The United States has named 103 Chinese and Russian companies and entities to a new trade blacklist, banning them from acquiring U.S. technology.
The Commerce Department released the new “Military End User” (MEU) list on Dec. 21, alleging that 58 Chinese and 45 Russian entities had ties to the two countries’ military forces. U.S. companies will now need to obtain a government license before they can “export, re-export, or transfer” goods to these blacklisted entities.
“The Department recognizes the importance of leveraging its partnerships with U.S. and global companies to combat efforts by China and Russia to divert U.S. technology for their destabilizing military programs, including by highlighting red flag indicators such as those related to communist Chinese military companies identified by the Department of Defense,” Commerce Secretary Wilbur Ross said in a statement on Dec. 21.
Many of the blacklisted Chinese companies are in the aviation and aerospace sector, such as Henan Aerospace Precision Machining Co.
Seven subordinate institutes of China’s state-owned defense company Aviation Industry Corp. of China (AVIC) and eight subordinate institutes of state-owned aerospace manufacturer Aero-Engine Co. of China (AECC) were also blacklisted.
AVIC was one of 35 Chinese companies identified by the Pentagon this year to have links to the Chinese military, formally known as the People’s Liberation Army. The designations were made under a requirement under section 1237(b) of the National Defense Authorization Act (NDAA), the annual defense spending bill. Other companies identified by the Pentagon included Chinese tech giant Huawei, railcar-maker CRRC, and semiconductor chipmaker SMIC.
The MEU list is a part of a growing effort by the Trump administration to address threats posed by the Chinese Communist Party (CCP) through its state policy of “military-civil fusion.” A Chinese government agency, named the Central Commission for the Development of Military-Civil Fusion, was established in 2017 to oversee collaborations between the military and private sector to advance technology innovations.
The State Department has warned on its website that the CCP strategy involves intellectual property theft in order to “achieve military dominance.”
SMIC was singled out for participating in military-civil fusion, when it and ten of its related entities were among 59 Chinese companies placed on the so-called entity list by the Commerce Department last week.
The Commerce Department stated that more firms could be added to the MEU list in the future, and restrictions against the 103 entities will take effect on Dec. 22 after the list is published in the U.S. Federal Register.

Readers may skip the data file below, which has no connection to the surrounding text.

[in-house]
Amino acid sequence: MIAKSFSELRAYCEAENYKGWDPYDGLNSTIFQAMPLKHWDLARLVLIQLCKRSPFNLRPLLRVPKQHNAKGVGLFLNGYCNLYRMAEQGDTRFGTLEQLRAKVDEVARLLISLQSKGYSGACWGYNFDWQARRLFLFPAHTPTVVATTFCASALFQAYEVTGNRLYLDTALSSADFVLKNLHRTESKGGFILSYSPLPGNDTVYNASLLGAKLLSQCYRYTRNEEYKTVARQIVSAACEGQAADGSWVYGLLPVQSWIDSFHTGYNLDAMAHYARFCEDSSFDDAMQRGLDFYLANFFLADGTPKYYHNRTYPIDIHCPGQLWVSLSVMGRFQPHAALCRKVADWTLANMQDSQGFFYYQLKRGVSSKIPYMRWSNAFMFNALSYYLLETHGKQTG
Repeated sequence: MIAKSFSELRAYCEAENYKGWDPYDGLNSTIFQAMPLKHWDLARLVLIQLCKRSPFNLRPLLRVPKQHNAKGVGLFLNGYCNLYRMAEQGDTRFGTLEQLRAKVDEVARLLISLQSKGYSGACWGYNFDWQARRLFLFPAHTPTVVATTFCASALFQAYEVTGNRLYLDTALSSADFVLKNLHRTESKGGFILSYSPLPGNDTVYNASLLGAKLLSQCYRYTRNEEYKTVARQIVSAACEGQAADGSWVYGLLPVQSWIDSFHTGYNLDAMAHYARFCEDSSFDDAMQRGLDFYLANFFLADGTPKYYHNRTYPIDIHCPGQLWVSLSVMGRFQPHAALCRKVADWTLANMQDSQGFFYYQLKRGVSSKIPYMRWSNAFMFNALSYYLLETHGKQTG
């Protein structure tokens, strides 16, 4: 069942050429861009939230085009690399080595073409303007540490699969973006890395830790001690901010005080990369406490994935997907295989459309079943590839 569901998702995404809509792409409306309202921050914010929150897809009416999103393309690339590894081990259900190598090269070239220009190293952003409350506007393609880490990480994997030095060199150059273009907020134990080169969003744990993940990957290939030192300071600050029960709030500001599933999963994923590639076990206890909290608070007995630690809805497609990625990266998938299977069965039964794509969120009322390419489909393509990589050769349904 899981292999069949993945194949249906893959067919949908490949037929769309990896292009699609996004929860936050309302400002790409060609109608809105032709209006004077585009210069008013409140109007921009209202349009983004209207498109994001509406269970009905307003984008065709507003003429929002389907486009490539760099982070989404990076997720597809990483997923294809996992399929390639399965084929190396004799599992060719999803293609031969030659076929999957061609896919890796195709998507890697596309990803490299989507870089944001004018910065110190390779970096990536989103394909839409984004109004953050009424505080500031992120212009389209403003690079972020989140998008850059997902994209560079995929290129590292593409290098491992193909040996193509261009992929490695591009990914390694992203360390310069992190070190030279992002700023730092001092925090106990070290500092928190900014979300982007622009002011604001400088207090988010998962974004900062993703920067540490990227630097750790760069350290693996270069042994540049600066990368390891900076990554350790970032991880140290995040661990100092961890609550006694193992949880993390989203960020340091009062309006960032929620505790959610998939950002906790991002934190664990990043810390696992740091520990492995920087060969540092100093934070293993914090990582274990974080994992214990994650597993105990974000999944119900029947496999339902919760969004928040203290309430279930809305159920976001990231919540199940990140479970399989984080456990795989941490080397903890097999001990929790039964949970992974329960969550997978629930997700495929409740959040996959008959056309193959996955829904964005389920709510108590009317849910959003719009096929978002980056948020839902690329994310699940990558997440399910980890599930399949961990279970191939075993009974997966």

Additionally, the Commerce Department warned that U.S. companies should conduct “additional due diligence”; just because a company is not currently on the list, “does not imply that…[they] are exempt from regulatory prohibitions.”
For example, Chinese military-linked companies named by the Pentagon but not on the MEU list could be subject to restrictions, the department said.
On Tuesday, China’s foreign ministry spokesperson Wang Wenbin, responded to the MEU list during a daily briefing, stating that the United States should “immediately stop making mistakes.” Wang also said that China will react by taking “necessary measures.”
Hawkish state-run media Global Times stated that the MEU list was “meaningless” in an article published on Tuesday, while quoting a chief editor of a Chinese aerospace magazine.
Chinese and Hong Kong government entities were also named on the MEU list, including the Second Institute of Oceanography (SIO), a unit under China’s Ministry of Natural Sources. The SIO wrote on its website that one of the institute’s main responsibilities was to launch scientific research for Beijing’s military-civil fusion.
The Government Flying Service (GFS), a Hong Kong government department in charge of civil aviation, was also on the list. According to the GFS’s website, the department employs about 300 civil servants.
The GFS is currently facing allegations that it worked with mainland Chinese authorities to aid in their arrest of 12 Hongkongers by Chinese coast guards in August, according to Hong Kong media. The 12 were arrested on a boat, allegedly trying to escape to Taiwan and claim political asylum.
The 12, aged between 16 to 33, are being detained in the mainland Chinese city of Shenzhen and were formally charged by a Chinese court earlier this month.
On Dec. 21, family members of the 12 Hongkongers released an open letter to both Hong Kong and Chinese authorities. They demanded that Chinese authorities open their upcoming trial to the public and webcast the trial, and allow family-appointed lawyers to defend them.
Secretary of State Mike Pompeo wrote in a tweet last week that the 12 Hongkongers should be released immediately, since their so-called crime was “to flee tyranny.”
Pompeo added: “Communist China today is turning Hong Kong into the East Berlin of yesteryear, actively preventing its own people from seeking freedom elsewhere.”